Thursday, 7 April 2011
A UNISON briefing note during elections for Social Care by Helga and Allison
UNISON LOCAL ELECTION BRIEFING: SOCIAL CARE
Social care budgets are being drastically reduced, despite growing need. The 2006 Wanless report identified a £6.6 billion funding gap between now and 2026. With budget cuts in 2011 – 2014, Age UK estimates that this figure is now more likely to be £8.8 billion. An ageing population and growing numbers of people with learning disabilities mean that spending needs to rise at 4% above inflation just to keep pace with demand. As well as local authorities passing on the government grant cut to social care services, there has been little evidence that the additional £2bn that the government provided to help plug the funding gap has been ring fenced to protect care services.
Some facts and figures
Around the country we are witnessing a devastating reduction in care services and jobs:
• Budgets for 2011 – 14 care services being slashed. E.g. £22m in Nottinghamshire and £17.5m in Birmingham
• Residential Care homes - of whom 6/10 rely on public funding - are reducing their services and places, reducing staff and de-registering their homes from CQC through personalisation
• 1 in 5 independent care providers say that they don’t believe they will survive the cuts in 2011 and will close due to reduction in council fees and the move towards contracting smaller numbers of providers
• Establishing arms length employing bodies – often with worse pay and conditions for mostly women workers, giving rise to potential sex discrimination claims
• Service users and providers are legally challenging fee cuts and winning cases
• Voluntary and community providers are receiving less funding, making their provider status unsustainable. Some councils have ended contracts with voluntary providers of day centres, in part because of the personalisation agenda. A recent survey of Community Care readers found that more than half had seen closures of services in their areas
• Increased rationing of care packages being offered by increasing cost prices or by raising the criteria to access public funds
• Meals on Wheels services being closed or privatised, increased prices and use of frozen meals delivered less frequently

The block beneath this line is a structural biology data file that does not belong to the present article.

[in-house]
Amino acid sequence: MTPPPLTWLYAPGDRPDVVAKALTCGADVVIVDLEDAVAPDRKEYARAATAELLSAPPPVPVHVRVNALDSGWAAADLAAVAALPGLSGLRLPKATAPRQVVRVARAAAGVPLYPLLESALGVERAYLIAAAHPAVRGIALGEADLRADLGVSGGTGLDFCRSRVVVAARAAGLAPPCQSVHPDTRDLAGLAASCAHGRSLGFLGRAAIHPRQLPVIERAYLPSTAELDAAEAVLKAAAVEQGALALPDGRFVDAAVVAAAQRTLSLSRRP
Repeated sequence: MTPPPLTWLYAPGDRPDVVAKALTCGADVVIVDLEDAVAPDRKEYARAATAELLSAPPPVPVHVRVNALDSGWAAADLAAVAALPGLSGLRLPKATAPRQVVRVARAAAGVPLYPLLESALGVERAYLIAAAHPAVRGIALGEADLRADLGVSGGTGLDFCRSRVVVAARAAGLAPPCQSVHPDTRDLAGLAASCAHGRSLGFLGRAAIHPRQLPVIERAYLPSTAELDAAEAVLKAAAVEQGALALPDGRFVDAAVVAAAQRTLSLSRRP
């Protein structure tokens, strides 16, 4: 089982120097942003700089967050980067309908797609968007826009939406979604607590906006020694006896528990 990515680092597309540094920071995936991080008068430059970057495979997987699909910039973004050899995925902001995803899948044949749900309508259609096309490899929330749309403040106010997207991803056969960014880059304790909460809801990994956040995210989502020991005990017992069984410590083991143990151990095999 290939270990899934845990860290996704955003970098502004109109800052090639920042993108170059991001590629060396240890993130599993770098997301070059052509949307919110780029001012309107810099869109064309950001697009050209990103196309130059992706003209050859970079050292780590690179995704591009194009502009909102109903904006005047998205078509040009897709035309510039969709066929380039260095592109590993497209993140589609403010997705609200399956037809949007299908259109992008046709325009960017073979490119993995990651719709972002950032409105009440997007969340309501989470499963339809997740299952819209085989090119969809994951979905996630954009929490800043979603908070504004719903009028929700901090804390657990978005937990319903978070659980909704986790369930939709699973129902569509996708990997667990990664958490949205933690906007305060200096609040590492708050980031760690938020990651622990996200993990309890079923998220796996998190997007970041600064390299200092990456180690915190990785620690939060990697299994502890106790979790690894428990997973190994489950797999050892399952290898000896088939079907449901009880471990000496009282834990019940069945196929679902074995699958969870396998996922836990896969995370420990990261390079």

• Day care centres, including specialist centres, being closed. Difficulty in accessing centres due to enforcement of direct payments, rather than being offered a mixed personal budget of cash and local services
• Community care transport being cut or rationed. Difficulty in accessing remaining services due to direct payments, rather than personal budget or fee for using the service
• The Association of Directors of Children's Services highlights the dangers of cutting the "vital infrastructure" that helps free-up time for social workers
What’s happening to the workforce?
• Staff cuts on the frontline in all roles and functions of care
• Wages have gone down and turnover has gone up: The average pay for care works is now £6.00 an hour, compared to £6.75 two years ago and the turnover rate of care workers in the private sector is now 25%
• Some local areas cannot cope due to lack of staff and the fact that personalisation has not delivered a care market. The opposite appears to be happening, with a decrease in diversity of providers
• Some councils have had to stop transferring service users to contracted companies due to the high volume of complaints and the fact that the company was not properly staffed
• Vacancies not being filled for adult social workers and occupational therapists, needed to assess the elderly and prevent long periods of bed blocking
• Reduction in local working conditions as well as freezing pay: Care workers are being asked to take further cuts in pay and conditions by removing car allowances and unsocial hours’ payments. Worse still, some authorities are asking workers to stay on call at home without getting paid unless they get called out
• Privatisation: Councils are rushing ahead to privatise remaining in-house services and staff without proper legal re-employment or TUPE transfer agreements
What commitment should council candidates make?
UNISON wants councillors to acknowledge the growing demand for adult social care, show their concern about the Coalition’s cuts and pledge to fight them! It is vital that councillors talk to care users and their families and engage with UNISON and the other unions over the future of care services. There are alternatives to cuts. Local election candidates should make a commitment to:
• Ring-fencing care budgets
• Properly funding care contracts to ensure decent pay, conditions and training and therefore a good service to users
• Ensuring that new starters on private contracts are paid equivalent pay, conditions and pensions to transferred employees
• Setting up companies wholly owned by the council to run in-house services. These companies can compete in the market against voluntary and private providers. In-house trading units could also provide services to people with direct payments who are barred from using traditional council-run services
• Not setting up so-called ‘social enterprises’ just to cut pay and conditions!
• Draw up a parallel budget to show what the council needs to spend to meet local care needs and campaign for it!
Helga Pile – firstname.lastname@example.org
Allison Roche – email@example.com
http://teams.unison.org.uk/departments/ServiceGroups/LocalGov/LGAdmin/Admin/local electionbriefSocial Care.doc
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